Several members of the younger generation of the Al Gosaibi family, who are not covered by a travel ban restricting the movements of AHAB partners, attended the Dubai meeting. They will inherit a much diminished set of operating businesses if the deal goes through.

The 19 partners of AHAB have also pledged to creditors to disclose all their personal assets. An AHAB executive explained this was to ensure a “spirit of transparency in the process”.

Some creditors have suggested that family members might be tempted to hide certain assets, which has been denied by AHAB. “This was important as a sign of goodwill,” said a banker.

Under the new terms, AHAB will hand over all of its equity portfolio, valued at 2.65bn Saudi riyals (Dh2.59bm), to creditors as the first part of a settlement process that could take years.

It will also pledge its 3.5bn riyal property portfolio – mainly undeveloped land – as guarantee for future recoveries.

It is also handing over a stake in an unnamed operating company – valued at 300 million riyals by AHAB – as guarantee of recoveries.

Under a complicated formula, AHAB will be able to get some of the land portfolio back if recoveries from Mr Sanea and other parties reach certain levels over the next five years.

If the amount recovered hits 5bn riyals, AHAB will get half the land back. If recoveries bring back only 2.5bn riyals, the stake in the operating company will revert to the family.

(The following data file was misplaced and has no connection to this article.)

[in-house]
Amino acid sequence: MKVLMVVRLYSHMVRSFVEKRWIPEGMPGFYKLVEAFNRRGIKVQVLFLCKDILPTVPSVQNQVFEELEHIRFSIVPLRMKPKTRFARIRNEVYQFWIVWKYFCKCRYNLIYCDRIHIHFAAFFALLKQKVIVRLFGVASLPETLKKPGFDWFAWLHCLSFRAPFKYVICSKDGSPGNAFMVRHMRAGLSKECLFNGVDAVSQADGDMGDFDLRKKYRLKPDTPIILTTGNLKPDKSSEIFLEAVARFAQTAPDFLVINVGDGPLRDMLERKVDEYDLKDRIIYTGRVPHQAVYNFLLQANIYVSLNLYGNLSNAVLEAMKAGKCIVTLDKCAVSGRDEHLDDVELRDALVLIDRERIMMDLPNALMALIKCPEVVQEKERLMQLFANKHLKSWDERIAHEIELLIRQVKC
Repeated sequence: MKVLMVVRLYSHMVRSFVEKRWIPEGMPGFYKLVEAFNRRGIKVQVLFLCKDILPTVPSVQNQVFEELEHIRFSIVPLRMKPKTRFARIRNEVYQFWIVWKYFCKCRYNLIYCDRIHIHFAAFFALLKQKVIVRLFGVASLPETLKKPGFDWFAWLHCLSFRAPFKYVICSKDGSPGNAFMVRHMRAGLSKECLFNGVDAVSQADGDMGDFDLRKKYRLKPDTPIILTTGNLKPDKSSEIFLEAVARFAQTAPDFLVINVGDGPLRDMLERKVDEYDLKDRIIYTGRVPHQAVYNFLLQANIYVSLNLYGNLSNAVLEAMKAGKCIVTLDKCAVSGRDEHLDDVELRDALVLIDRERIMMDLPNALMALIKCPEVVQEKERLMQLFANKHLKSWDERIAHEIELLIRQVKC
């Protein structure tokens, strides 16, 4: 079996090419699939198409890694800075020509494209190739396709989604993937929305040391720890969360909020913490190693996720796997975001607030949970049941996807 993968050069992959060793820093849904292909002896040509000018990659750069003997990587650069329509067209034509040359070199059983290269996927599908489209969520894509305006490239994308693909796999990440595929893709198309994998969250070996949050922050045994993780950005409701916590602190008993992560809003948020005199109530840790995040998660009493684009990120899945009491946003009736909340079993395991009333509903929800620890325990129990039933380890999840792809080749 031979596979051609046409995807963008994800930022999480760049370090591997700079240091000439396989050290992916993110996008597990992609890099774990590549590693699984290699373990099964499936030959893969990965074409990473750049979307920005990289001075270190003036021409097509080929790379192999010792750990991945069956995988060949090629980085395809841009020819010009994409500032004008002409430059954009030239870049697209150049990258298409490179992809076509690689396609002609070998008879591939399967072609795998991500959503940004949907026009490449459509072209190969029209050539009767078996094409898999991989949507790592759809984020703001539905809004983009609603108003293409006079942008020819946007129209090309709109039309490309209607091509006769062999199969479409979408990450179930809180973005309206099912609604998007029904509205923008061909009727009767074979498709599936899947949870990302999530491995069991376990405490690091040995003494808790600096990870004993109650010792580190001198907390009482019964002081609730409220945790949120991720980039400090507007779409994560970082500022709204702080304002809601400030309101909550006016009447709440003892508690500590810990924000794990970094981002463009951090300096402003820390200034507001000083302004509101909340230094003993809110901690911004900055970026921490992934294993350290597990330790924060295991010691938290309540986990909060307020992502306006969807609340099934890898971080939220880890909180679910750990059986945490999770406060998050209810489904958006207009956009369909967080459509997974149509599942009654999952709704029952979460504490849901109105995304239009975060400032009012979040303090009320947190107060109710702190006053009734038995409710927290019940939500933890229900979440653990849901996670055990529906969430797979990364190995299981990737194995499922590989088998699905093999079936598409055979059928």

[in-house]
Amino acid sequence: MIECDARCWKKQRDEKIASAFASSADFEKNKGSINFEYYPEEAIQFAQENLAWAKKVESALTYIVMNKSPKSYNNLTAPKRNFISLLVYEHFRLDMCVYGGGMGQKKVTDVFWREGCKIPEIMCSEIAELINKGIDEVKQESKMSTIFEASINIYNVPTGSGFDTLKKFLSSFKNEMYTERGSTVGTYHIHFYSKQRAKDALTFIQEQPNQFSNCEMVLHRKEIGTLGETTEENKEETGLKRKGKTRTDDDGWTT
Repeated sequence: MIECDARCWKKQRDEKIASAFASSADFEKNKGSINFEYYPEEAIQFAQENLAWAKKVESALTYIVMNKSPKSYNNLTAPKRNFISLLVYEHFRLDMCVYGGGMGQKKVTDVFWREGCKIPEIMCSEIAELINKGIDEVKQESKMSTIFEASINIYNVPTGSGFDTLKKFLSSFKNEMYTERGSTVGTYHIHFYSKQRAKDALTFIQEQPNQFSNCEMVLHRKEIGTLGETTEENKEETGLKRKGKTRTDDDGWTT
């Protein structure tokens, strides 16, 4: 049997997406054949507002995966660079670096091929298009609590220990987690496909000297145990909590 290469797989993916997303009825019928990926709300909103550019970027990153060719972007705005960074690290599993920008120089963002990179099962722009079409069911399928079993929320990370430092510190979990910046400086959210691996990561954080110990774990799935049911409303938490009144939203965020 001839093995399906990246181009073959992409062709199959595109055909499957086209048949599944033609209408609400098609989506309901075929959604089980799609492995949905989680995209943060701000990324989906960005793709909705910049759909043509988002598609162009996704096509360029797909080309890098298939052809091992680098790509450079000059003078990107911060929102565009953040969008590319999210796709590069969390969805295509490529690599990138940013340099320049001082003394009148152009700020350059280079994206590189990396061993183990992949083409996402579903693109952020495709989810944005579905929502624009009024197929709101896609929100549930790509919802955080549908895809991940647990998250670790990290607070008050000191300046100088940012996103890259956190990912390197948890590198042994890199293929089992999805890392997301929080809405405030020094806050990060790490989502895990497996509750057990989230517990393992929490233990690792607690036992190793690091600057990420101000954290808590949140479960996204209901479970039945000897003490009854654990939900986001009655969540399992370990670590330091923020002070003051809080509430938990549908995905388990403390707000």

“The family is putting nearly 90 per cent of its assets at risk, which is a sign that they want this matter settled. To prolong it is only benefiting the lawyers,” an AHAB executive said.

AHAB is in early talks with some of the Saudi banks in a bid to swing some of them in line with the international creditors. One option is to ask the Saudi legal authorities to force local banks to accept the new terms, assuming they are finally approved by other creditors.

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Abu Dhabi to host UN’s inaugural global manufacturing summit

Abu Dhabi will jointly host the UN’s first global manufacturing summit next year with the aim of “carving out a road map for the future of manufacturing globally”, said Sultan Al Mansouri, the Minister of Economy, yesterday.

The summit will be held under the auspices of the United Nations Industrial Development Organisation (Unido).